It all started when my wife and child went on vacation and I dragged an old TV and a simple BD player with a USB port into my bedroom to watch movies in the evenings before bedtime, without getting out of bed. Out of habit, I dragged my 500-gigabyte external USB drive with movies between a laptop, a new TV and a bedroom, until I found an Ethernet port in the player. And then I remembered about my “home network”. But the network was mostly wireless and Ethernet was not suitable for this role, and I did not have the required length of the network cable.
So I blew the dust off a gifted horse called D-Link DIR-300 , I flashed it DD-WRT (another story as I did for HW revision A1), put it in Client Bridge mode, connected it and after some time I could already watch movies from my laptop via the network using the built-in DLNA client in the player.
As usual, several problems arose from one problem. Since the network hardware was older than my child and the maximum could only work with 802.11g, then movies with a high bit rate (not to mention HD) were simply not chewed by them. Another problem was that using your laptop as a DLNA server was not a good idea for various reasons. Well, in addition, all this did not save me a dozen flash drives and external drives, with all that it implies.
So I was ripe for the purchase of a mega-device that would improve everything at once - both network speed and connection to TVs, and I solved the problem with a bunch of different carriers.


Thoughts on the topic of mega-device brought me to a store where, like a ram, I stood in front of a long shelf with routers, access points, modems, etc. I needed something that could work as a modem, understand 802.11n and have a USB port. But most of what is available met my unpretentious requirements. Therefore, I surfed the Internet and after some time settled on the Asus RT-N56U , for 90 euros. There were models more powerful and smarter, but more expensive. Maybe someone needs some kind of 802.11ac at 450 megabits with ten antennas, a built-in SATA 6Gb interface and a touch info panel (there were some), but from my budget point of view, Asus for 90 euros fit perfectly.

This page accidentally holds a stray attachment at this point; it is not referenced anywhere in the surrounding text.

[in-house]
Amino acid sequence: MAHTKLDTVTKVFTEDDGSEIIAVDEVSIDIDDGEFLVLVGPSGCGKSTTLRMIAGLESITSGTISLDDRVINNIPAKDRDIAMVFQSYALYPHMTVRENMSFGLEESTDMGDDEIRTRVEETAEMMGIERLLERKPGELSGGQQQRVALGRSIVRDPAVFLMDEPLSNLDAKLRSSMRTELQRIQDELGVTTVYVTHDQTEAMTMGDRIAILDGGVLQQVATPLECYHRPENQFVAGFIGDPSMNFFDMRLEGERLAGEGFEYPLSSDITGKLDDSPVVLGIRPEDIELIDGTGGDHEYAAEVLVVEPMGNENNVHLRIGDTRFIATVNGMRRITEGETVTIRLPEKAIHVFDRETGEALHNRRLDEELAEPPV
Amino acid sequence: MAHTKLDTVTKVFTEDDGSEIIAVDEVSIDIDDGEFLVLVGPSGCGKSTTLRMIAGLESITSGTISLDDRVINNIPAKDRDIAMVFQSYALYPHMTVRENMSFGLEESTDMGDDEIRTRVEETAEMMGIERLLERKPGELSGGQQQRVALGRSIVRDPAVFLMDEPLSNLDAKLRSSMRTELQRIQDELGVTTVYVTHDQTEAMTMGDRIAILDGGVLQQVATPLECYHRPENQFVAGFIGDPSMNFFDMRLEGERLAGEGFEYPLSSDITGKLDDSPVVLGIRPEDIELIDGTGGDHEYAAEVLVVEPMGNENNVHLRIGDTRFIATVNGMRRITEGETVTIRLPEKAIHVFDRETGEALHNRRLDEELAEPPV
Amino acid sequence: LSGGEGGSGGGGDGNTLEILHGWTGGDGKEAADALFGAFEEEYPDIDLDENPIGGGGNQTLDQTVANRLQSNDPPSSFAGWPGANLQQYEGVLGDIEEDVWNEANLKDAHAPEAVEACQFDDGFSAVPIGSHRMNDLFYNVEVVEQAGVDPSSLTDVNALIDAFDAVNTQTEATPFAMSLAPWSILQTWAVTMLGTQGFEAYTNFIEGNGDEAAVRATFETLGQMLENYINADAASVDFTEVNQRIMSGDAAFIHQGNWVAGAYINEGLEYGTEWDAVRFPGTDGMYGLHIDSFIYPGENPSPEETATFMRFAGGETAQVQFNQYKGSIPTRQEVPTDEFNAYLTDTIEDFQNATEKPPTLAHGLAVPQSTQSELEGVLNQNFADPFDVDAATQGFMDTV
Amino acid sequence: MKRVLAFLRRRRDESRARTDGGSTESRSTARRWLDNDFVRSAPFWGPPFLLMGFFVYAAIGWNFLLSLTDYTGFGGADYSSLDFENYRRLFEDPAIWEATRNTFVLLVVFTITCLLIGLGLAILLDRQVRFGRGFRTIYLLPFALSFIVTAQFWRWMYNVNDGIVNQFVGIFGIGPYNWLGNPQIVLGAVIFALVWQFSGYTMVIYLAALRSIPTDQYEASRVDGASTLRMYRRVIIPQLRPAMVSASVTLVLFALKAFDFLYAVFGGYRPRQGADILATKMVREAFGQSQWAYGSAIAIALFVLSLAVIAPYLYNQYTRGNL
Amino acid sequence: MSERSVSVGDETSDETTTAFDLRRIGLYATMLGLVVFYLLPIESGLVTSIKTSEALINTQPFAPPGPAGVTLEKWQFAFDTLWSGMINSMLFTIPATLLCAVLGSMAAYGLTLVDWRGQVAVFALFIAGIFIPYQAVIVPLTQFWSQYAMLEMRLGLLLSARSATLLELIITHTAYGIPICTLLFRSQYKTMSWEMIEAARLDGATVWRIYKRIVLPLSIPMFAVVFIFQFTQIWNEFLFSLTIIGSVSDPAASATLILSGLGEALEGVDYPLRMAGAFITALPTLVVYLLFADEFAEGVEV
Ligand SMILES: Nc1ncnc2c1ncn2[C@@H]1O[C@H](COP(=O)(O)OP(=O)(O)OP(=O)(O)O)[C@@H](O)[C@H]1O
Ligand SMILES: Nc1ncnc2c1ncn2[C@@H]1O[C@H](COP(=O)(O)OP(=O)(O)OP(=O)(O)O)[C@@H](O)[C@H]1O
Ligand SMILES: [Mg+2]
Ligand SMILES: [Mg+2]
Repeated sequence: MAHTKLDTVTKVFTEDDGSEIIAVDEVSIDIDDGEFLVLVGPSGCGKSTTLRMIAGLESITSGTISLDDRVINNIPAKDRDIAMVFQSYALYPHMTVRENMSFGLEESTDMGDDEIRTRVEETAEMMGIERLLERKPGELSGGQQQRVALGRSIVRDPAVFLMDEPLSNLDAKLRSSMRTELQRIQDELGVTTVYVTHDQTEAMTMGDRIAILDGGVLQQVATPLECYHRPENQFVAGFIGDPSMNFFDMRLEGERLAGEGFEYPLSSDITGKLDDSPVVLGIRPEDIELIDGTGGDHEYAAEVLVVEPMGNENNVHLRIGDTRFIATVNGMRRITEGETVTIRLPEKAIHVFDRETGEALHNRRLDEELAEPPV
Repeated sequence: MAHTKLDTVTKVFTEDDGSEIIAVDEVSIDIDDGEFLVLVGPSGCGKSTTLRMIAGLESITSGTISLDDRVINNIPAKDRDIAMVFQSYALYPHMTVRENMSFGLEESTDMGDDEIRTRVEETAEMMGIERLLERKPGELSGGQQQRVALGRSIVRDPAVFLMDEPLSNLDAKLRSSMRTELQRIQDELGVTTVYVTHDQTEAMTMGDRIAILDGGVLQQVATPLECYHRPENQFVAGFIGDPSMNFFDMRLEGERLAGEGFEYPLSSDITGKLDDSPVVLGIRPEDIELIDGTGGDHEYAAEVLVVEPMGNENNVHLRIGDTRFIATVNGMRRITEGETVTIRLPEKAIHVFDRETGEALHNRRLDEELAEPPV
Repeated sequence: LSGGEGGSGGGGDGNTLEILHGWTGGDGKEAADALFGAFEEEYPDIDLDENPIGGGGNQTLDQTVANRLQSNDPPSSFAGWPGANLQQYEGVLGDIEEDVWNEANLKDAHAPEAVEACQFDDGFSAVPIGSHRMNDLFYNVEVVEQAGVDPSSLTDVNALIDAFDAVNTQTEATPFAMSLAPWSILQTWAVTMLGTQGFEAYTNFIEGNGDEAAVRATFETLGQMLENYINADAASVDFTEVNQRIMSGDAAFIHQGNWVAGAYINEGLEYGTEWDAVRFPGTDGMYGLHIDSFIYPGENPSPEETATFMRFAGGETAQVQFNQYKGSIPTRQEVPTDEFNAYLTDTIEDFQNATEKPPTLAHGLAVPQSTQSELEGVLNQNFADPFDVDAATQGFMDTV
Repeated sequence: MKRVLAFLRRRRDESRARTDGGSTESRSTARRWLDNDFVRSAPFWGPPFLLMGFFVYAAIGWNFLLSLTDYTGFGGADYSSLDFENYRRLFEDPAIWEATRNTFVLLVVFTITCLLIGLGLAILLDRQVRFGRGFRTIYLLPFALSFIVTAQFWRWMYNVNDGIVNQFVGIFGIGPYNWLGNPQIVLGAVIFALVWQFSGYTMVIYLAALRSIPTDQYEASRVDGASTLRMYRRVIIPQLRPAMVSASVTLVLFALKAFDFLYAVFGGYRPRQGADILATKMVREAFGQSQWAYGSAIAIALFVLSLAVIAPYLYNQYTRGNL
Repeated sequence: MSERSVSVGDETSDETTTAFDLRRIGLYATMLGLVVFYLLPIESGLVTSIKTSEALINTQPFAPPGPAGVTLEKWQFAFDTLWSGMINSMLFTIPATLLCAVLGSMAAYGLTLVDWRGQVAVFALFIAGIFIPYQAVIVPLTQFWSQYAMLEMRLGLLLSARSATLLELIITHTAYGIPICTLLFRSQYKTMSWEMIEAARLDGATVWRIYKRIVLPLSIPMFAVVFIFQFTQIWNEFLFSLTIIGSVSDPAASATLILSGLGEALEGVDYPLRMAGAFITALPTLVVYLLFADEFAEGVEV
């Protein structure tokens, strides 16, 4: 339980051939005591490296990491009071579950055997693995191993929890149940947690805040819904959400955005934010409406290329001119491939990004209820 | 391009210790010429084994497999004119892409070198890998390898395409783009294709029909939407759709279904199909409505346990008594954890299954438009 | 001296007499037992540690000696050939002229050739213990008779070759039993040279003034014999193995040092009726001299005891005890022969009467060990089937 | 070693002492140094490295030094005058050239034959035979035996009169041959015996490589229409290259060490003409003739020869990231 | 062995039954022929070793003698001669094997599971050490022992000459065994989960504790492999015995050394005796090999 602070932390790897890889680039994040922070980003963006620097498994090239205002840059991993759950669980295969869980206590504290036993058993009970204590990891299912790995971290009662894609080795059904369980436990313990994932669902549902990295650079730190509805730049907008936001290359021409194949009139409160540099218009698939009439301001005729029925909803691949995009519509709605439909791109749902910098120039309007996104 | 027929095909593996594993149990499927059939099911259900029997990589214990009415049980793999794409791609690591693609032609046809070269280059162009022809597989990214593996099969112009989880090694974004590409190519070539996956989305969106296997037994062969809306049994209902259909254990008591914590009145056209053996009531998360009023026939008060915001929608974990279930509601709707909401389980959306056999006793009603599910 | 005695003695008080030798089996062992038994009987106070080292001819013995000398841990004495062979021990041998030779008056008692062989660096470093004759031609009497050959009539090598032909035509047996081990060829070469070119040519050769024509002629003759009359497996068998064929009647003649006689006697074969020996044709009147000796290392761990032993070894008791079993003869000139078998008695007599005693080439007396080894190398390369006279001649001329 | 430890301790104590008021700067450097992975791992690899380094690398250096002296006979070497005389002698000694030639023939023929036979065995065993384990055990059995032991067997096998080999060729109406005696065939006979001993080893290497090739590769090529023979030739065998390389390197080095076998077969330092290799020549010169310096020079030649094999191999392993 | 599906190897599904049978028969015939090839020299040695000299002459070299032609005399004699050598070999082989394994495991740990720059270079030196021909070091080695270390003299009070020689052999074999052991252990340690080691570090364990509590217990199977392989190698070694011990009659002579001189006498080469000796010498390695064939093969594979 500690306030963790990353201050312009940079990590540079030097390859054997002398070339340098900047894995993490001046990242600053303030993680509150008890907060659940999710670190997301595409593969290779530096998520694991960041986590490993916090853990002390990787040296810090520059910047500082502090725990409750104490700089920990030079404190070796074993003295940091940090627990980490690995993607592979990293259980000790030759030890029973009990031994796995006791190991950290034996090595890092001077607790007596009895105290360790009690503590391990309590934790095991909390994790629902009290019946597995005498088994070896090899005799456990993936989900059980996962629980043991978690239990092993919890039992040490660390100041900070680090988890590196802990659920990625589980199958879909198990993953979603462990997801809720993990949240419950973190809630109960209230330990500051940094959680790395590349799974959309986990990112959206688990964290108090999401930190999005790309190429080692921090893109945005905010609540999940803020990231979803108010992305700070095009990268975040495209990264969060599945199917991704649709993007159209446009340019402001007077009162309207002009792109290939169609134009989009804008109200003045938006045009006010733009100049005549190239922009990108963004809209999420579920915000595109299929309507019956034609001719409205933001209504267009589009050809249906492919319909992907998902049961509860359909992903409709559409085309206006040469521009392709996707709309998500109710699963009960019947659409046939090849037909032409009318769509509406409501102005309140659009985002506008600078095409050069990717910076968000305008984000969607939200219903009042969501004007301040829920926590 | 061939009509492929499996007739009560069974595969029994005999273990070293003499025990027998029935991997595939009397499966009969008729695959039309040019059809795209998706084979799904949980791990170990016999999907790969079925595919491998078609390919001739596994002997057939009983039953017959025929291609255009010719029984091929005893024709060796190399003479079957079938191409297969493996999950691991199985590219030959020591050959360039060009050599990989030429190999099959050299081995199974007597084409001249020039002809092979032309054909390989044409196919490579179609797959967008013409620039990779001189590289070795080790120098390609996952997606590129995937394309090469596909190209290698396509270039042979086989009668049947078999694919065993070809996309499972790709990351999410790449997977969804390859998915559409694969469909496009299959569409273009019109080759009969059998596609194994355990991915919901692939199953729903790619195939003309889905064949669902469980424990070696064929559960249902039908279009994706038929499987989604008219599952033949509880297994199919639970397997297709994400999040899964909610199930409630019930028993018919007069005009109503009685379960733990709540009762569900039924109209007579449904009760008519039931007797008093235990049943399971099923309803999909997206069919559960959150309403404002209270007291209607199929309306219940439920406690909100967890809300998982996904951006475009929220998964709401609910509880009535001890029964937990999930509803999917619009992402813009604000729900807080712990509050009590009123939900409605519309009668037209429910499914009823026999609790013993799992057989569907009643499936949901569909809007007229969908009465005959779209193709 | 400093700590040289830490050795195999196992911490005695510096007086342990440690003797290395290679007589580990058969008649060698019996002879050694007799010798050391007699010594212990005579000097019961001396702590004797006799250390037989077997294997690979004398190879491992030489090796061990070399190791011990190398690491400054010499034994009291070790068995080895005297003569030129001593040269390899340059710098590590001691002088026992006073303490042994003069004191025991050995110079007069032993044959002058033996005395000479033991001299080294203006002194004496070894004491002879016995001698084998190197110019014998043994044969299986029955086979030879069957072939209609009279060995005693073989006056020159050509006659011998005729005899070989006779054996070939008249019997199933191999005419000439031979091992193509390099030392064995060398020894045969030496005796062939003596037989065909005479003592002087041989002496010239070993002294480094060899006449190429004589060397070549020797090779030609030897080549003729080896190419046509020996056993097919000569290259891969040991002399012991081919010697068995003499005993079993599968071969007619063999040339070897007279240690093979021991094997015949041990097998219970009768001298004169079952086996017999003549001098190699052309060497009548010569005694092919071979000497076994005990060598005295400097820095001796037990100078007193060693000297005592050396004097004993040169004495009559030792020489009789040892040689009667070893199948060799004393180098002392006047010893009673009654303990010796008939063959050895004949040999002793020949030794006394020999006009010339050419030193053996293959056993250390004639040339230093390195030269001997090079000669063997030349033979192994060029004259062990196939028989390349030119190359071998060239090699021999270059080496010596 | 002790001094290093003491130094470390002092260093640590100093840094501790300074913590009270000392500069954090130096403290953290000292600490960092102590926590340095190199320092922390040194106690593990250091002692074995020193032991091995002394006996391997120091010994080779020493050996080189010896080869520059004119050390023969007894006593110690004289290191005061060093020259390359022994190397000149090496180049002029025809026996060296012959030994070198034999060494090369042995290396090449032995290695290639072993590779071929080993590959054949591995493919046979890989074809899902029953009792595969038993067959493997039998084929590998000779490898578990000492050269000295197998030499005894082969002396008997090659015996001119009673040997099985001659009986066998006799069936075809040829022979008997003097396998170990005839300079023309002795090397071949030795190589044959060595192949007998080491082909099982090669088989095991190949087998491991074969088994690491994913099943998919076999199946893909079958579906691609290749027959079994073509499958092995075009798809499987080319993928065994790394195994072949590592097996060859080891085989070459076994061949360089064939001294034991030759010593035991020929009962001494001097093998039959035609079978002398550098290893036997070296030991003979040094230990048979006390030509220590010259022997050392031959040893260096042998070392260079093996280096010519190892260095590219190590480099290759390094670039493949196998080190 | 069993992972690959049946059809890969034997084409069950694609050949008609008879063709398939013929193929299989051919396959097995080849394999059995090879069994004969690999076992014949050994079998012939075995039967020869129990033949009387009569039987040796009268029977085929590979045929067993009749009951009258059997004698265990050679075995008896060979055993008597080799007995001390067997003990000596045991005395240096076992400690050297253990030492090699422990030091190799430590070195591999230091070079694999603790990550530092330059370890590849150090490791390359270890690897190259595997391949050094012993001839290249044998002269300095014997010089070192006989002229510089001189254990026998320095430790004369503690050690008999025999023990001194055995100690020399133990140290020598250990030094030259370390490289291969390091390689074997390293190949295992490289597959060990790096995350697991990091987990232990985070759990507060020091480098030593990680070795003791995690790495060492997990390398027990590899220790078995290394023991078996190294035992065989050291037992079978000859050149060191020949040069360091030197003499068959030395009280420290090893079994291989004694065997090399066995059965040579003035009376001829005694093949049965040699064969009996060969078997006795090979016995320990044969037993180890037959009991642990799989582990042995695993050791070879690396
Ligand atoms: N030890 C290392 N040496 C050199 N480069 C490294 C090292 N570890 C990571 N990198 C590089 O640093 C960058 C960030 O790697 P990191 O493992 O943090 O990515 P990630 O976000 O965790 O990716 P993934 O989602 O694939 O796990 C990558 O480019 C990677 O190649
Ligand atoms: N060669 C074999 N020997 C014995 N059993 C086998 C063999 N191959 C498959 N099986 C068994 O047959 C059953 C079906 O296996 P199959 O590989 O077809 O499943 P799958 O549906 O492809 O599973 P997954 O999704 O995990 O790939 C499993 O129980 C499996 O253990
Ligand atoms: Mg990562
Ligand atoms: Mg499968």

Yes, I decided to give a damn about the built-in DSL modem. Common sense told me that on ADSL I still would not get more than 48 Mbit. And the Internet said that a community of firmware like DD-WRT or OpenWRT with DSL support is almost unrealistic. And something there called "intuition" said that for my purposes, most likely I would have to mess with WRT / Optware. In short, I spat and put the old Zyxel into bridge mode, chopped off his WiFi and forgot about it, like a few years ago.